• clean up (detoxification) of the neurons

The high quantities of growth hormone released in the first sleep cycle is needed to renew and heal cells, tissues, and organs.

During the deep cleaning of your brain in the first sleep cycle, neurons wash out the protein debris that got misfolded or unfolded due to brain activities. A thorough clean-up of the debris is necessary for the brain’s normal functioning the next day.

The growth hormone release and brain cleanup occur only when you go to bed at the usual time. If you go to bed later, they do not shift to the later time but do not take place, and therefore, the next day, your brain and body functions will not be optimal.

The best temperature to sleep

Your body temperature follows the circadian rhythm – it decreases in the evening, reaches its minimum during sleep, rises towards the end of sleep, and reaches its maximum during the day.

As our body lowers its temperature during sleep, sleeping in a cool environment (17-19 degrees Celsius) promotes sound sleep.

If you wake during the night and have difficulty falling asleep, you can lower your body temperature by:

  • drinking some cold water
  • washing your hands with cold water
  • sticking out your feet or hands from the blanket: Both palms and feet soles are rich in blood vessels and participate in your body’s thermal regulation; by cooling down your feet or hands, you can quickly reduce your body temperature.
  • even using a programmable temperature-regulating mattress cover

Healthy wake-sleep rhythm

Circadian rhythm dysregulation can cause various health problems, including cancer, diabetes, cardiovascular risks, obesity, mood disorders, and age-related macular degeneration.

Restoring healthy circadian rhythms by regulating light exposure brings you multiple well-being and health advantages in the short to long term.

In the short term, you will get an excellent sleep-wake rhythm, quality of sleep, and focus.

In the mid-term, you will improve your moods, memory, productivity, and symptoms of mood disorders like major depressive disorder, bipolar disorder, anxiety, and schizophrenia.

In the long term, you will secure healthy aging and longevity by preventing aging-related diseases.

Restoring and supporting a healthy circadian rhythm can be accelerated by additionally keeping regular eating and exercising times.

Better Sleep FAQ

Does melatonin work?

Melatonin supplements make it easier to fall asleep but do not improve sleep quality. You may also wake up in the middle of the night when the melatonin supplement stops working. Therefore, finding the root causes of sleep issues and treating them is better.

How do I increase melatonin levels to have better sleep?

Being outside and viewing the evening sunlight will additionally influence your inner rhythms. Like the morning sunlight, the evening sunlight has a more yellow color. Viewing it will stimulate the melatonin release in the evening.
Regular sleeping times will support the sleep and wake rhythm and melatonin release in the evening.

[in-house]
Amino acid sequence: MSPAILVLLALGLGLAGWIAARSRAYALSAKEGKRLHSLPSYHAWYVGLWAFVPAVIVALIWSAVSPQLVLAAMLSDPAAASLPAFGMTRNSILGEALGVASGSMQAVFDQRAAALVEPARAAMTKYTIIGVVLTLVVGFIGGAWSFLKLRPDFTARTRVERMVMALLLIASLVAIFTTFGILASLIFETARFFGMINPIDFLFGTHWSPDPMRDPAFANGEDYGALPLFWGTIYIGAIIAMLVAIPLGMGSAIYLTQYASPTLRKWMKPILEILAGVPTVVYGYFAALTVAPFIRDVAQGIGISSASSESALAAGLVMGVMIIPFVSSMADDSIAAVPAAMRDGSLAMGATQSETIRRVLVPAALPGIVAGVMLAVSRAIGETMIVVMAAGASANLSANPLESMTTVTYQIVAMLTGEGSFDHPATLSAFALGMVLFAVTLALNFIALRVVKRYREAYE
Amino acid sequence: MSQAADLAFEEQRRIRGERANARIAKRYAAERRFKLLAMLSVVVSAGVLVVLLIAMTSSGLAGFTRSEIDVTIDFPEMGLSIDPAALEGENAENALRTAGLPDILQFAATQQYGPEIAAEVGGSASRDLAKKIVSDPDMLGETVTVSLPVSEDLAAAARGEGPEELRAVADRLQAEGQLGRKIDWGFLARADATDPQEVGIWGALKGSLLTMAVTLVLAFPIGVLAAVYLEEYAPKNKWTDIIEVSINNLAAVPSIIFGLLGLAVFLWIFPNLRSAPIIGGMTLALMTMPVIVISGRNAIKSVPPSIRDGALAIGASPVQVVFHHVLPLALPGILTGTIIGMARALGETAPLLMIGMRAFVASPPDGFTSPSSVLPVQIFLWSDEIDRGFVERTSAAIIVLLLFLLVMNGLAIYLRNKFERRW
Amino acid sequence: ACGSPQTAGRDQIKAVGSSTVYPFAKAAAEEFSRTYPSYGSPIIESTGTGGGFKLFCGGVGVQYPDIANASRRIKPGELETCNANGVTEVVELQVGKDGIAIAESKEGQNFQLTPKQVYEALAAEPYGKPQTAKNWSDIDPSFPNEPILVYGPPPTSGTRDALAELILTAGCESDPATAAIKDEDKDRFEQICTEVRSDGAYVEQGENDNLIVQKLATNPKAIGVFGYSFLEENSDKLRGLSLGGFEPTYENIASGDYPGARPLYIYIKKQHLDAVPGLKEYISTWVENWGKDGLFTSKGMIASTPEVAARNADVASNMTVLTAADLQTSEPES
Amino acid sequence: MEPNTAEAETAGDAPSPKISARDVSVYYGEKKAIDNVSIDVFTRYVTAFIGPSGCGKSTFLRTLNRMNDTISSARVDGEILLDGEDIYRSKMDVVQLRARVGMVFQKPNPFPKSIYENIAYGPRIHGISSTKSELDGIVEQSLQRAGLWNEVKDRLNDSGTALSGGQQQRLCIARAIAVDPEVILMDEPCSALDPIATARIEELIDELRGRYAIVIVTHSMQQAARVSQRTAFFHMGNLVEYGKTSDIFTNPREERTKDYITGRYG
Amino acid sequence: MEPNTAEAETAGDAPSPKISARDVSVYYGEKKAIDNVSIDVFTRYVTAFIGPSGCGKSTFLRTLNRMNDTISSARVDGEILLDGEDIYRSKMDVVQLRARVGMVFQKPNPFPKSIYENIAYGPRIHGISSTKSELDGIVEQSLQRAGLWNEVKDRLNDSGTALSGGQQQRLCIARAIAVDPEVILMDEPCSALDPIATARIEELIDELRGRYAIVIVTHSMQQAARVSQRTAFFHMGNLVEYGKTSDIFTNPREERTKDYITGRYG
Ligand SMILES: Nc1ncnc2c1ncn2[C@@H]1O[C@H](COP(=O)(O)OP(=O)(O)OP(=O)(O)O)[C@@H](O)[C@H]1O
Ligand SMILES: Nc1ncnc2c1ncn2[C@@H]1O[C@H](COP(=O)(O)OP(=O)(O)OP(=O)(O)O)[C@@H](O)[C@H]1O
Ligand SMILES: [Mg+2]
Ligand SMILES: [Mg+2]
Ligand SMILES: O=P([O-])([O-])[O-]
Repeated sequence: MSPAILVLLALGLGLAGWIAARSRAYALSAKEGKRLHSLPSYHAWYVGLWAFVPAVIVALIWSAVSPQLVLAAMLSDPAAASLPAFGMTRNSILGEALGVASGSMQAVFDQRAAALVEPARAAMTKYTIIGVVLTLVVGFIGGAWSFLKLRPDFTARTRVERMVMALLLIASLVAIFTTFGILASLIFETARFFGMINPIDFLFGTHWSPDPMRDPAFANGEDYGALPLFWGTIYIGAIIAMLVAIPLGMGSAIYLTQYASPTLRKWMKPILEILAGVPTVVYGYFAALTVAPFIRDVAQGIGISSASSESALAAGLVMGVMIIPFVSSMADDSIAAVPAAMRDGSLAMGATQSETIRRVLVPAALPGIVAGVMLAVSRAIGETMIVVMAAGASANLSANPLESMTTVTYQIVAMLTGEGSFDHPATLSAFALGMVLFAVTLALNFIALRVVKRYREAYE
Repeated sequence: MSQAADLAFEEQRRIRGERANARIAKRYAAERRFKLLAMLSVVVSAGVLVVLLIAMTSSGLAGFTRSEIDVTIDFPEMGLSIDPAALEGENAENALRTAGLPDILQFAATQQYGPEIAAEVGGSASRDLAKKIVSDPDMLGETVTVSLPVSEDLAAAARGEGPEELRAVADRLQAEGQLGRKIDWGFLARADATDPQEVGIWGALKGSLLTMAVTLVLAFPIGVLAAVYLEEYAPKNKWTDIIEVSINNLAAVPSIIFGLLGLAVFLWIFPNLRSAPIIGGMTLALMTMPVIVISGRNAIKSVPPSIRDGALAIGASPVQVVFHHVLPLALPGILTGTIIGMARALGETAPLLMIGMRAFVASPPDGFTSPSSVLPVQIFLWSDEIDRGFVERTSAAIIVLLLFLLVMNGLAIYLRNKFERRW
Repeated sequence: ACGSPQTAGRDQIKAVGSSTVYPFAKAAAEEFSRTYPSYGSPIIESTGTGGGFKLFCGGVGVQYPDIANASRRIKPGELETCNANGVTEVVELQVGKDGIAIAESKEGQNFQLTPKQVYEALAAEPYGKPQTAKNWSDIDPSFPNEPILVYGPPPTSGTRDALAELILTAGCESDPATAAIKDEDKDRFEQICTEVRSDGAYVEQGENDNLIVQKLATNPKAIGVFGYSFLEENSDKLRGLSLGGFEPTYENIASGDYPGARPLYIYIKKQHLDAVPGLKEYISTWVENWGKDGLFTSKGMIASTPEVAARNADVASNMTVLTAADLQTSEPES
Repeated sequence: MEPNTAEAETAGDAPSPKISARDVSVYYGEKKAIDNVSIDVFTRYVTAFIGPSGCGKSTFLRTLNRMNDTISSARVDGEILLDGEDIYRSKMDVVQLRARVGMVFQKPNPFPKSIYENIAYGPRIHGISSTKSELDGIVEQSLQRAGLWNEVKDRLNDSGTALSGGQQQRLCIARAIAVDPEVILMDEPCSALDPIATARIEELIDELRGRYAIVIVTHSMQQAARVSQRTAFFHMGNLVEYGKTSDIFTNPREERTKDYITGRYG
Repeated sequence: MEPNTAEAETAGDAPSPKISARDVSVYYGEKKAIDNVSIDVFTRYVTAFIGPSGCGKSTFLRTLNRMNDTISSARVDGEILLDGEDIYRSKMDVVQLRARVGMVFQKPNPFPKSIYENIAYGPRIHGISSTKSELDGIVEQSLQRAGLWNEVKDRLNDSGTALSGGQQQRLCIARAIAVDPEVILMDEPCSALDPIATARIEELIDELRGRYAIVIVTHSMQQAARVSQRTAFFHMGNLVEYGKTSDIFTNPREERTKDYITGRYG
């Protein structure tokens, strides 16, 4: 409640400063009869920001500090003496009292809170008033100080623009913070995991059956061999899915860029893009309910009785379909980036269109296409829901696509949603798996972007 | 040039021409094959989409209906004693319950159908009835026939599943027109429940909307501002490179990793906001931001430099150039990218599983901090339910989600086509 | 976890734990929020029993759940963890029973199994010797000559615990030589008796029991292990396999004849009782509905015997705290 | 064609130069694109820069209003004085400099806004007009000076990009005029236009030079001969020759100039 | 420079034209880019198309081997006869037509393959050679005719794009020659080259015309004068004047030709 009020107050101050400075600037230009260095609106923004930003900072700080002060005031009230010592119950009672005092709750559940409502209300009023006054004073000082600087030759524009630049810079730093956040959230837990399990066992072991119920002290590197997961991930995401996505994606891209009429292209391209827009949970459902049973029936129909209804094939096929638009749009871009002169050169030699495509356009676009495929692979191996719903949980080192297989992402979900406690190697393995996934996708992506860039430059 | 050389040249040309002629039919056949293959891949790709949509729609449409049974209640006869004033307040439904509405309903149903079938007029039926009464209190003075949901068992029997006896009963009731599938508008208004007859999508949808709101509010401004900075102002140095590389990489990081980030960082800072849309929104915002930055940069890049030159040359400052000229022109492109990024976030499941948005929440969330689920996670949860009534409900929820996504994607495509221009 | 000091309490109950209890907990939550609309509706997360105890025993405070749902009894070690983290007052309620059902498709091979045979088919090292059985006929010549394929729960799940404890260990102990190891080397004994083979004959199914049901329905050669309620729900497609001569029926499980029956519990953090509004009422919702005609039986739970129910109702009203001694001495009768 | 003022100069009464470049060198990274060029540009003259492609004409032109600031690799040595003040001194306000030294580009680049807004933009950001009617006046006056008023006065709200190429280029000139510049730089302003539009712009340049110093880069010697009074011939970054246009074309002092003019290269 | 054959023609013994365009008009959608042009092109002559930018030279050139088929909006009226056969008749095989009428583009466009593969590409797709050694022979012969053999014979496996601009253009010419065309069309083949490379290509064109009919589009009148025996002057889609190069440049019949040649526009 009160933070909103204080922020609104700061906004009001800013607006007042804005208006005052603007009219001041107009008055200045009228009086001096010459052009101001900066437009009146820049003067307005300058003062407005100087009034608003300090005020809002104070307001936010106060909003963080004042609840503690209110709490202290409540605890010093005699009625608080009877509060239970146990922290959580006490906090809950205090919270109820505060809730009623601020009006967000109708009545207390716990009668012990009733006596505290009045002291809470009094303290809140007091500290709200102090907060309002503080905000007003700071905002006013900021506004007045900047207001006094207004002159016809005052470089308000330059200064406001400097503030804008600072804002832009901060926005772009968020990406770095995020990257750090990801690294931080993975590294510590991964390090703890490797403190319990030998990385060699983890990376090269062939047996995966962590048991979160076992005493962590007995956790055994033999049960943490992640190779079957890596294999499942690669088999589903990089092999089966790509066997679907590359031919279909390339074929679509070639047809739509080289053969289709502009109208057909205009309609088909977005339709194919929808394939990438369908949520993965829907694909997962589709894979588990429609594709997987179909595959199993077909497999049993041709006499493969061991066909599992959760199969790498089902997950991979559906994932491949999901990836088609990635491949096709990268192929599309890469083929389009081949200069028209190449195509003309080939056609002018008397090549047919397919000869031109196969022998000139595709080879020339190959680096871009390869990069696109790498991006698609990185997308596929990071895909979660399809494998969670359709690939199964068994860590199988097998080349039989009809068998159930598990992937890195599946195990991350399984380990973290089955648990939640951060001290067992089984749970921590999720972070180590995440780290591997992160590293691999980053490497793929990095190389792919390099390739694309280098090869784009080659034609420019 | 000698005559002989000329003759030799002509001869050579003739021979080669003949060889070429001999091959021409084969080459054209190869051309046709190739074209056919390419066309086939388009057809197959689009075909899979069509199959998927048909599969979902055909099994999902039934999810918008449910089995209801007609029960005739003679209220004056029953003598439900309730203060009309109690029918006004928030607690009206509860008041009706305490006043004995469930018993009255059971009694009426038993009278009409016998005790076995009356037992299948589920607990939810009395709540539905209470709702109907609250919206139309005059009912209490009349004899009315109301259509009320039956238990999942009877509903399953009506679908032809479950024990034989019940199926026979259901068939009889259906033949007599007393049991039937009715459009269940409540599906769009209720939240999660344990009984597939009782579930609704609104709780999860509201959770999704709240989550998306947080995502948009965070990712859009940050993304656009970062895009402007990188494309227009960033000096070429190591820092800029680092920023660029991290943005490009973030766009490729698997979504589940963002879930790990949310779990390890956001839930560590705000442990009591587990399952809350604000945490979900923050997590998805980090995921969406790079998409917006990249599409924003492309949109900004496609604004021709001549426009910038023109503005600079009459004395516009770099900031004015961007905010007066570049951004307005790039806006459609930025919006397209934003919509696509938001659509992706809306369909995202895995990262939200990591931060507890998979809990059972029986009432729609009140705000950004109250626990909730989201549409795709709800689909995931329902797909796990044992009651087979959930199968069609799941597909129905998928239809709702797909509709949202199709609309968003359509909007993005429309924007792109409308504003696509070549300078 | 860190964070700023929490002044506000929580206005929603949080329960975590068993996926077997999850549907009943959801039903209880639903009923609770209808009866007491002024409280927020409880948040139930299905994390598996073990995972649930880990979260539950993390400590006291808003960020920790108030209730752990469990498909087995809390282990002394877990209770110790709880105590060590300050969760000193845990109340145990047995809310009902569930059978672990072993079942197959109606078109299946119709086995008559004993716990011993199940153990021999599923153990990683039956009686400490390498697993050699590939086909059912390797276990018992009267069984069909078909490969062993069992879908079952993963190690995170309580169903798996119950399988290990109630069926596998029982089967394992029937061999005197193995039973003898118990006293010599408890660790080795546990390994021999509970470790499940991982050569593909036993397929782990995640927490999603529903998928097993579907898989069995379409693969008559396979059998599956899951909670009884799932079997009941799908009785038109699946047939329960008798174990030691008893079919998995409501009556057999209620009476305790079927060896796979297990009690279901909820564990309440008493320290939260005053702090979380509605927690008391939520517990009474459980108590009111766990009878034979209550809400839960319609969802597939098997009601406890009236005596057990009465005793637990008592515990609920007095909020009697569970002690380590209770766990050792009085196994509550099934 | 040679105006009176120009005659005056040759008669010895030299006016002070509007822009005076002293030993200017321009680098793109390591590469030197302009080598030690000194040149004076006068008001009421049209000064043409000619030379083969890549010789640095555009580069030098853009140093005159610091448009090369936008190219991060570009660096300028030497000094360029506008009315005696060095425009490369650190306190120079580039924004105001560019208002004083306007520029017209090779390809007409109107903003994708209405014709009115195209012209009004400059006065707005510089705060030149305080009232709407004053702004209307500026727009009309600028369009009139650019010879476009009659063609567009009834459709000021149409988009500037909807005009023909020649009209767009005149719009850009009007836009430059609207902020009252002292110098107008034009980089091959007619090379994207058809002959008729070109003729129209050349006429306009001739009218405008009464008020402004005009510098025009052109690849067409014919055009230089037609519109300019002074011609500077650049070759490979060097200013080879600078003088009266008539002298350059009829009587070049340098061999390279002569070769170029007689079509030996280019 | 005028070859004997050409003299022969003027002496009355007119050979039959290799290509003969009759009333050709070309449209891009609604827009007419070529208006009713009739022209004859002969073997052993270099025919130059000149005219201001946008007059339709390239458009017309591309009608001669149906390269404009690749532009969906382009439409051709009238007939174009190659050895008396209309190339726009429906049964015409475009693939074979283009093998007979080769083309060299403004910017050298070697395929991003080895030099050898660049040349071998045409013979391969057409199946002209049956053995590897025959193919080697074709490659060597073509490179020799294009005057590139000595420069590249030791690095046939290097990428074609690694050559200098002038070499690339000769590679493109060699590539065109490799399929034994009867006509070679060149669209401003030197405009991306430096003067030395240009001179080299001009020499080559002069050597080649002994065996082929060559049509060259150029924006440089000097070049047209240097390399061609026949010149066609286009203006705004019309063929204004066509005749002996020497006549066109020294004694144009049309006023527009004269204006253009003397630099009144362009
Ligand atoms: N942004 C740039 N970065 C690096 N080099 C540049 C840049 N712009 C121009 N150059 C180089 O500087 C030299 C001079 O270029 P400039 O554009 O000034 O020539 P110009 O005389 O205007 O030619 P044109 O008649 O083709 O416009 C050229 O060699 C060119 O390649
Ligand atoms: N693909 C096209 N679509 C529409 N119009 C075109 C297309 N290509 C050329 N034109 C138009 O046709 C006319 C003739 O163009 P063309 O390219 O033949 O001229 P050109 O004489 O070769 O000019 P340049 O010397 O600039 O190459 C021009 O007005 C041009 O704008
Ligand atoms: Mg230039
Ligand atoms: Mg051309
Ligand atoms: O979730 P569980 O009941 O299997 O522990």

Can I have better sleep after meditation?

A relaxing guided meditation can help calm down and sleep better. Other options are breathing exercises or (self-)hypnosis.

Does daily exercise promote better sleep?

Your body is meant to be active in the morning and during the day. Daily exercise during this part of the day will be aligned with the daily rhythm, make your body tired, and promote better sleep at night.

What is one small change that helped you get better sleep?

Learning self-hypnosis for sleep helped me to get better sleep – to fall asleep easier and sleep through the night.

What is the best dinner for better sleep?

Foods that support brain activity and health will also promote better sleep. Nutrient-rich protocol, like the modern hunter-gatherer protocol, is highly suitable for general well-being and sound sleep. It includes a wide variety of vegetables, mushrooms, seeds and nuts, and quality meats. But it is low in carbohydrates, especially sugars.
Vitamin D and magnesium supplements may be helpful.
Consult your doctor before taking any supplements.

Conclusions

  • Good sleep determines the quality of your daily life.
  • Ideally, you want to fall asleep quickly, sleep deeply and uninterruptedly, and wake up rested.
  • Your brain sets your inner clock, the sleep and wake rhythm, according to the sunlight, especially the rising and setting sunlight.
  • To restore your sleep, it is beneficial to follow three simple rules:
  1. Go out before 10 am for 10 minutes
  2. Dimm all artificial lights at night
  3. Stop using screens 2 hours before going to bed
  • Hypnotherapy can be an excellent solution for sleep issues caused by psychological reasons.

Share here what helps you sleep well

References

  • Touitou Y, Reinberg A, Touitou D. Association between light at night, melatonin secretion, sleep deprivation, and the internal clock: Health impacts and mechanisms of circadian disruption. Life Sci. 2017 Mar 15;173:94-106. doi: 10.1016/j.lfs.2017.02.008. Epub 2017 Feb 16. PMID: 28214594.
  • Matenchuk BA, Mandhane PJ, Kozyrskyj AL. Sleep, circadian rhythm, and gut microbiota. Sleep Med Rev. 2020 Oct;53:101340. doi: 10.1016/j.smrv.2020.101340. Epub 2020 May 13. PMID: 32668369.
  • Evans JA, Davidson AJ. Health consequences of circadian disruption in humans and animal models. Prog Mol Biol Transl Sci. 2013;119:283-323. doi: 10.1016/B978-0-12-396971-2.00010-5. PMID: 23899601.
  • Walker, W.H., Walton, J.C., DeVries, A.C. et al. Circadian rhythm disruption and mental health. Transl Psychiatry 10, 28 (2020). https://doi.org/10.1038/s41398-020-0694-0
  • Mason IC, Grimaldi D, Reid KJ, Warlick CD, Malkani RG, Abbott SM, Zee PC. Light exposure during sleep impairs cardiometabolic function. Proc Natl Acad Sci USA. 2022 Mar 22;119(12):e2113290119. doi: 10.1073/pnas.2113290119. Epub 2022 Mar 14. PMID: 35286195; PMCID: PMC8944904.
  • Lim S, Park S, Koyanagi A, Yang JW, Jacob L, Yon DK, Lee SW, Kim MS, Il Shin J, Smith L. Effects of exogenous melatonin supplementation on health outcomes: An umbrella review of meta-analyses based on randomized controlled trials. Pharmacol Res. 2022 Feb;176:106052. doi: 10.1016/j.phrs.2021.106052. Epub 2022 Jan 6. PMID: 34999224.
  • Refinetti R. Circadian rhythmicity of body temperature and metabolism. Temperature (Austin). 2020 Apr 17;7(4):321-362. doi: 10.1080/23328940.2020.1743605. PMID: 33251281; PMCID: PMC7678948.